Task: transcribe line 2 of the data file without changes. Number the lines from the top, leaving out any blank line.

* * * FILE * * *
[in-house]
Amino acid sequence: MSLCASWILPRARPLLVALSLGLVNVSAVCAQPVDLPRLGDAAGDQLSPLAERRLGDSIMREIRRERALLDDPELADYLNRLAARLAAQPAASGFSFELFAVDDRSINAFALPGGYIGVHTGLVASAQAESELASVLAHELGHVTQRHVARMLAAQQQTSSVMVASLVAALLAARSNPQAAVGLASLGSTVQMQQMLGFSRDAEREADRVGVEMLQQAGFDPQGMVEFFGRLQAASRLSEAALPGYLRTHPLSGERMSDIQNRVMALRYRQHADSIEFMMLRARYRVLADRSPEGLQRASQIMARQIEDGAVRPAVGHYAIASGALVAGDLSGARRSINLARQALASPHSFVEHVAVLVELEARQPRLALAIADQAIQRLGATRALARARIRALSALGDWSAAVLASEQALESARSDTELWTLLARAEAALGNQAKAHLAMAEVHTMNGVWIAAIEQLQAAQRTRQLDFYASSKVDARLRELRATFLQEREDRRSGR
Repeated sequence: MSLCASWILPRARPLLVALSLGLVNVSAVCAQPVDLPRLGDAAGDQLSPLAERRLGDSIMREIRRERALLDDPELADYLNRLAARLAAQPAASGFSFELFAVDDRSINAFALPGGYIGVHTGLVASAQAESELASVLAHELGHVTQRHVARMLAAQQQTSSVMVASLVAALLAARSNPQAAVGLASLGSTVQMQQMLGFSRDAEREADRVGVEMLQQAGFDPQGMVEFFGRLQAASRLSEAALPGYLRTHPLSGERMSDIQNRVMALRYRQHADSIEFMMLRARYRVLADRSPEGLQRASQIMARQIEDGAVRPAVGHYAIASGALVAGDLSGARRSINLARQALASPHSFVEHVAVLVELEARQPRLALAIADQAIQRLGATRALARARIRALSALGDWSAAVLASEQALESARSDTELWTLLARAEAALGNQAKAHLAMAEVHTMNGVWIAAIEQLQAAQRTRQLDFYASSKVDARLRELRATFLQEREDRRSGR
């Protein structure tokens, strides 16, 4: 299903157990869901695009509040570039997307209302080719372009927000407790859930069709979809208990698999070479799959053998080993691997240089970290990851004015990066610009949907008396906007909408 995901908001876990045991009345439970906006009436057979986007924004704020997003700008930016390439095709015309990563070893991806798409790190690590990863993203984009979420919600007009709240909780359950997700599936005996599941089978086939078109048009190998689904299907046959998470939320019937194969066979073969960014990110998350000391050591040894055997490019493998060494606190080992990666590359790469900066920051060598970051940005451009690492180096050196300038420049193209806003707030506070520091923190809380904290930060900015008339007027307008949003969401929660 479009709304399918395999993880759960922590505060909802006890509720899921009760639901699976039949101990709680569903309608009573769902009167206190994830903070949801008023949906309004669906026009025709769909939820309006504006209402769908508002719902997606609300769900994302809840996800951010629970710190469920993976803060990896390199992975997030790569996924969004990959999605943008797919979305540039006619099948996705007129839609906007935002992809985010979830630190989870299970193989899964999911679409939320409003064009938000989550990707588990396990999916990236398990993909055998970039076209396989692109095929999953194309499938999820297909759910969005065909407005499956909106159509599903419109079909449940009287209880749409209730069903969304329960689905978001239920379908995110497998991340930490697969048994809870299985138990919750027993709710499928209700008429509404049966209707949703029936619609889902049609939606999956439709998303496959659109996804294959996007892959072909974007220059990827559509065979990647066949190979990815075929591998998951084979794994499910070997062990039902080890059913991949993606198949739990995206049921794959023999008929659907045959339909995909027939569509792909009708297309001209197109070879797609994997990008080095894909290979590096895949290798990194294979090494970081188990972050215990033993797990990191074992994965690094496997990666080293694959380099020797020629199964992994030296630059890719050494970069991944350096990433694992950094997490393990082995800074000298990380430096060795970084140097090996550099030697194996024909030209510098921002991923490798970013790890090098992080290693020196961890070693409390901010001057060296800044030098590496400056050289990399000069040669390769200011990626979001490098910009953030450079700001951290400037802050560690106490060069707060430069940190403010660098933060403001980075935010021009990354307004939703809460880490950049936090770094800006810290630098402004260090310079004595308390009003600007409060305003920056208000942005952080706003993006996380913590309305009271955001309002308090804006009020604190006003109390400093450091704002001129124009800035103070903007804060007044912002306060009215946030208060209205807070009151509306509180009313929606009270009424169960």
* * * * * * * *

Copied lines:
Amino acid sequence: MSLCASWILPRARPLLVALSLGLVNVSAVCAQPVDLPRLGDAAGDQLSPLAERRLGDSIMREIRRERALLDDPELADYLNRLAARLAAQPAASGFSFELFAVDDRSINAFALPGGYIGVHTGLVASAQAESELASVLAHELGHVTQRHVARMLAAQQQTSSVMVASLVAALLAARSNPQAAVGLASLGSTVQMQQMLGFSRDAEREADRVGVEMLQQAGFDPQGMVEFFGRLQAASRLSEAALPGYLRTHPLSGERMSDIQNRVMALRYRQHADSIEFMMLRARYRVLADRSPEGLQRASQIMARQIEDGAVRPAVGHYAIASGALVAGDLSGARRSINLARQALASPHSFVEHVAVLVELEARQPRLALAIADQAIQRLGATRALARARIRALSALGDWSAAVLASEQALESARSDTELWTLLARAEAALGNQAKAHLAMAEVHTMNGVWIAAIEQLQAAQRTRQLDFYASSKVDARLRELRATFLQEREDRRSGR